Credit card owners evaded $16 billion in so-called "gotcha" fees between 2011 and 2014, according to a report released today by the Consumer Financial Protection Bureau. The savings come thanks to the implementation of the Credit Card Accountability Responsibility and Disclosure (CARD) Act.
"The CARD Act has made the credit card market more predictable for consumers without reducing access to credit or hurting the profitability of the credit card companies," said CFPB director Richard Cordray in prepared remarks to the Consumer Federation of America Financial Services Conference.
The act, which went into effect in 2010, made it easier for consumers to understand their credit card bills and more difficult for issuers to hike rates or fees without telling cardholders. Two of those measures account for the estimated savings.
Around $9 billion came from reduced over-limit fees. Previously, card issuers would authorize purchases that resulted in a cardholder exceeding his or her credit limit and then typically being hit with a $35 fee. The CARD Act now requires consumers to actively choose to go over their limit and incur a fee.
Fewer late fees accounted for another $7 billion in savings. The act mandates that late fees be "reasonable and proportional" and specifies when a fee can be levied. For instance, bills must be due on the same date each month, and consumers must be given three weeks to pay before being charged a fee. Since the CARD Act, the CFPB found, the average late fee has declined by 20%.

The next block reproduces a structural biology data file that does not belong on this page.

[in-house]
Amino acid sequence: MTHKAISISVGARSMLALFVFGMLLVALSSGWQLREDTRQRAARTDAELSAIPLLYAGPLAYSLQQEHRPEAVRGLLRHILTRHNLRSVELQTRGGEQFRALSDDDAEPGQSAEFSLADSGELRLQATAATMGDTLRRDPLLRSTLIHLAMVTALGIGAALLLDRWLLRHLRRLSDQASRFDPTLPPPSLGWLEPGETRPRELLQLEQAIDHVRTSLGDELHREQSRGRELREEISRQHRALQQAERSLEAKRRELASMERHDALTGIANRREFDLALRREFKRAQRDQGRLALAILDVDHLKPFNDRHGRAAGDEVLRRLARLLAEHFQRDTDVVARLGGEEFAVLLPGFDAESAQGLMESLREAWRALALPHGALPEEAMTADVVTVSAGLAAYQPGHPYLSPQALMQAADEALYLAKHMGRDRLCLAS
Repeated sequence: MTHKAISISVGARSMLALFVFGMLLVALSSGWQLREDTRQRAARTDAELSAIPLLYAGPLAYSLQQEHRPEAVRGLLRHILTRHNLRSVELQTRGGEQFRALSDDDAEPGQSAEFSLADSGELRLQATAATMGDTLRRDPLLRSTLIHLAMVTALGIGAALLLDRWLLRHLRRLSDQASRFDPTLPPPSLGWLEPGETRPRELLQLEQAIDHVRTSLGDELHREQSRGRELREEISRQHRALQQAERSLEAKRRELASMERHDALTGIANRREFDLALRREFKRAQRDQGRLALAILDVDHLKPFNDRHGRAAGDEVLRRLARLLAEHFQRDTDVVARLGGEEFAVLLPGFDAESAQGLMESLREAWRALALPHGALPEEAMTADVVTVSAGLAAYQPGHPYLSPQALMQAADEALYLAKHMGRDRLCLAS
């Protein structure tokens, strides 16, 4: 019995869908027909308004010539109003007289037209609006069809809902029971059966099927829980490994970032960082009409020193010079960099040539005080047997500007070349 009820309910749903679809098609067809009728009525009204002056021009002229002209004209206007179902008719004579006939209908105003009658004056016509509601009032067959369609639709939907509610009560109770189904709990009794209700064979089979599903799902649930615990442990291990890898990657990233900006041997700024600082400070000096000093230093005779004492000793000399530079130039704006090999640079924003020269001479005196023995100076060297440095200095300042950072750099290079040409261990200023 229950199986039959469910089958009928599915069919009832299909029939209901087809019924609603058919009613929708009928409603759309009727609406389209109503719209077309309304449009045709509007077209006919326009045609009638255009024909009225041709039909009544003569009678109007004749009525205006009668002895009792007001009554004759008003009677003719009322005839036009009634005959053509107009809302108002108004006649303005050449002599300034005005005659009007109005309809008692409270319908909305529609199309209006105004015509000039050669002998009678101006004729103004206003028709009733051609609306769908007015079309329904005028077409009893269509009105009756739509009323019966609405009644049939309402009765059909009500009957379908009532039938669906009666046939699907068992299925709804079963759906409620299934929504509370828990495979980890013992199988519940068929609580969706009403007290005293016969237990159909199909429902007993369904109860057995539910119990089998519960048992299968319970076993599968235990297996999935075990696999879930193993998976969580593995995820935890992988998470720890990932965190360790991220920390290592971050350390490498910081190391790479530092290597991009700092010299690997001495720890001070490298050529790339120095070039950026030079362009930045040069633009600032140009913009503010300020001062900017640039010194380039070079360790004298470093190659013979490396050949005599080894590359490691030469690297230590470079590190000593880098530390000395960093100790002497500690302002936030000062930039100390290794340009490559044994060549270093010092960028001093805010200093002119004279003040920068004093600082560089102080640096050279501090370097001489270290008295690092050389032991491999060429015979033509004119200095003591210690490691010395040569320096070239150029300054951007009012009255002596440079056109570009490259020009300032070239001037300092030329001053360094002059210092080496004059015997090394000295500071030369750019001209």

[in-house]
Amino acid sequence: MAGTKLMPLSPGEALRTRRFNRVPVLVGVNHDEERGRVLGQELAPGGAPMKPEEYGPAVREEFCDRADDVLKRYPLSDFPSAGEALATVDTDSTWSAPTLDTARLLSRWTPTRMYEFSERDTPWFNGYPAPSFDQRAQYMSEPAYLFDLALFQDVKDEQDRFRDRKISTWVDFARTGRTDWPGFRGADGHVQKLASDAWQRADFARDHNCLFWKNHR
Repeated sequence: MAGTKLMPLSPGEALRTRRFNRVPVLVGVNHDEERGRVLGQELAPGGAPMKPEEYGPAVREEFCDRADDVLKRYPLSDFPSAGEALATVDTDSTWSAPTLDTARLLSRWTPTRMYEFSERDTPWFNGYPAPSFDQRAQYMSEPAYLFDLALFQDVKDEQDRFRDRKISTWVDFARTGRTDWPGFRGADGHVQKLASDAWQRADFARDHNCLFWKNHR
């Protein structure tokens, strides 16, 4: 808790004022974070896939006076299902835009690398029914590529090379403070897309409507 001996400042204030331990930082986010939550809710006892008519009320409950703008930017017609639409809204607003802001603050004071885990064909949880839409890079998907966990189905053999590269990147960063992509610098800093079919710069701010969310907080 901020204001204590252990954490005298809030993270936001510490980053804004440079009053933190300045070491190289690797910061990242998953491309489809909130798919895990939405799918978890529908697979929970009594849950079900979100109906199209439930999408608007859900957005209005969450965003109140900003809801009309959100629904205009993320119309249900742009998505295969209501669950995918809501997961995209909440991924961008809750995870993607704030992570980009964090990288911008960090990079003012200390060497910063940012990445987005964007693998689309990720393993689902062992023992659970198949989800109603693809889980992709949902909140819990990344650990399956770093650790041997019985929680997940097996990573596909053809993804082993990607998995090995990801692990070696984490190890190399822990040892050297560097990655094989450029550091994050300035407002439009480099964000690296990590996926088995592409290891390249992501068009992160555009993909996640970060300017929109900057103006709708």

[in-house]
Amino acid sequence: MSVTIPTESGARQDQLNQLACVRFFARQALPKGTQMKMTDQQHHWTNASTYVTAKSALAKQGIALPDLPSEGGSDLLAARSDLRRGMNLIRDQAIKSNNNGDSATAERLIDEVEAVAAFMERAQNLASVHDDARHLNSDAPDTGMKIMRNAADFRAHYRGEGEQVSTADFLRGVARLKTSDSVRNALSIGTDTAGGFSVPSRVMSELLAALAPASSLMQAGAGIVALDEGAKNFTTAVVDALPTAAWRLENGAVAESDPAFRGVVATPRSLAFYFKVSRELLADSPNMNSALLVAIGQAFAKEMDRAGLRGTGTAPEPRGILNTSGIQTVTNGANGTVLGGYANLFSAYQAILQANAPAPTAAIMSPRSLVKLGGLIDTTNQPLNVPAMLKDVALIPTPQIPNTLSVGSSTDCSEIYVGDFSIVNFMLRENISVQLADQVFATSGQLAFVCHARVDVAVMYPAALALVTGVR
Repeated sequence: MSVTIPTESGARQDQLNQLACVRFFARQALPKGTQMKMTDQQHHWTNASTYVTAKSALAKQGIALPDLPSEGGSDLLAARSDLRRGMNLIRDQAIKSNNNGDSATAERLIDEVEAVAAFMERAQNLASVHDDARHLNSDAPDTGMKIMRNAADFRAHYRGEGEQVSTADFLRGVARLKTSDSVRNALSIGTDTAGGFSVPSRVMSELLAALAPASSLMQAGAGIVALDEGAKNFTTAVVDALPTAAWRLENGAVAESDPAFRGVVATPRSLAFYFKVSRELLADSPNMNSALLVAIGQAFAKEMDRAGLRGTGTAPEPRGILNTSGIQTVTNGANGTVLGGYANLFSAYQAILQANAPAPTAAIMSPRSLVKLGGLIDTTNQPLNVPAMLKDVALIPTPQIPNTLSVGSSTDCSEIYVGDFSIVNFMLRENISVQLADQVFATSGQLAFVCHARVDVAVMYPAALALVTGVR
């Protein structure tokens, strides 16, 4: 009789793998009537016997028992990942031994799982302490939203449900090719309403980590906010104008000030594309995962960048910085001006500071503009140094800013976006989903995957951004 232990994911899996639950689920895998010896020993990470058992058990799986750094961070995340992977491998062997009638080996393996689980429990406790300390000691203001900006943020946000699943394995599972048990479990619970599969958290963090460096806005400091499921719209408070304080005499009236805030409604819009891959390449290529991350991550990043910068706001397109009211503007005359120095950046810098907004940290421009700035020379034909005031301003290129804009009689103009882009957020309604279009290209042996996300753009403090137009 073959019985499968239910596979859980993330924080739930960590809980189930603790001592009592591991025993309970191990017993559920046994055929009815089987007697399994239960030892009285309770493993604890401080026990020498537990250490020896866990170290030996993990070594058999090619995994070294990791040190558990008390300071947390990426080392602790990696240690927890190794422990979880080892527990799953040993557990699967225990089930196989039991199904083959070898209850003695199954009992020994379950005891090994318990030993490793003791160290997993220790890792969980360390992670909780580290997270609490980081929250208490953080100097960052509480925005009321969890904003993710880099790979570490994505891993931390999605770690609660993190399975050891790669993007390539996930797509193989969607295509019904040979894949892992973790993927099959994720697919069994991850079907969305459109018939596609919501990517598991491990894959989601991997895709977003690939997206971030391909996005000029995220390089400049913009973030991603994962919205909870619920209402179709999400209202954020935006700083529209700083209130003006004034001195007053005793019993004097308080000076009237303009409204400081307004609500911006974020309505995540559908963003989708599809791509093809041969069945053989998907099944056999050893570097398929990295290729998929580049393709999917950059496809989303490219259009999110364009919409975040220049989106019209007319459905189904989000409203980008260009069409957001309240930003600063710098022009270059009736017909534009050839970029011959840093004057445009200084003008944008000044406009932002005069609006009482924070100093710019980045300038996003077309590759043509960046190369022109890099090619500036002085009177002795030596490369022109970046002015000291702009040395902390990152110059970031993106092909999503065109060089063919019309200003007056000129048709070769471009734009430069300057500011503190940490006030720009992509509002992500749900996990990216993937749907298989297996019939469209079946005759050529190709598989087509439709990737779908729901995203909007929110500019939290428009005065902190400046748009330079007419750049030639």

The cost of credit, which takes into account all fees and interest rate charges, is two percentage points lower than before the act.
Cordray also noted that these savings came even as more than 100 million credit card accounts were opened last year, and available credit has increased 10% since 2012.
"When these reforms were being debated, many in the credit card industry reacted as if the sky were falling," said Cordray, who noted that the act's opponents believed that consumers would have a harder time accessing credit, and credit would be more expensive and less available.
"Well, several years have now passed and we can clearly conclude that these predictions were dead wrong," he said.
He added that there remain "areas of concern for consumers," such as cards that offer a 0% introductory interest period and then assess interest retroactively. These types of deferred interest cards are particularly dangerous for consumers with low credit scores, who end up paying high rates half of the time. Only 10% of cardholders with strong credit scores who use these types of cards end up paying interest.
The CFPB will also continue to monitor the interest charges of subprime credit card companies, the way rewards programs are explained to prospective consumers, and the practices of debt collectors.
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